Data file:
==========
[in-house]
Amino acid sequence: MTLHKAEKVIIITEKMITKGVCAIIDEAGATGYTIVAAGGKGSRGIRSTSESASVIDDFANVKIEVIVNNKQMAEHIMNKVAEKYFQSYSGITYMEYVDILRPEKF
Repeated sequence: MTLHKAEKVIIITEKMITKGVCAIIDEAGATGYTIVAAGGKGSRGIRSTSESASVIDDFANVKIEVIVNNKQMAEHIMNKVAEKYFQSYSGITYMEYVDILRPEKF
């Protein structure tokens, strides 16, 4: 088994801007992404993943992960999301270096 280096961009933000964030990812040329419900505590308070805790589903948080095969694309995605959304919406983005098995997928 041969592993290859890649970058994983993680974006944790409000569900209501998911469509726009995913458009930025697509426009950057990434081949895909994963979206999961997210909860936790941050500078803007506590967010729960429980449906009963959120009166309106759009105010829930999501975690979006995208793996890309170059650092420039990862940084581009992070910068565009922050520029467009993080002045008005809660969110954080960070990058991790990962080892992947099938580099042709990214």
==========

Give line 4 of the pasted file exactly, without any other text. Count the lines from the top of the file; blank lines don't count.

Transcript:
């Protein structure tokens, strides 16, 4: 088994801007992404993943992960999301270096 280096961009933000964030990812040329419900505590308070805790589903948080095969694309995605959304919406983005098995997928 041969592993290859890649970058994983993680974006944790409000569900209501998911469509726009995913458009930025697509426009950057990434081949895909994963979206999961997210909860936790941050500078803007506590967010729960429980449906009963959120009166309106759009105010829930999501975690979006995208793996890309170059650092420039990862940084581009992070910068565009922050520029467009993080002045008005809660969110954080960070990058991790990962080892992947099938580099042709990214």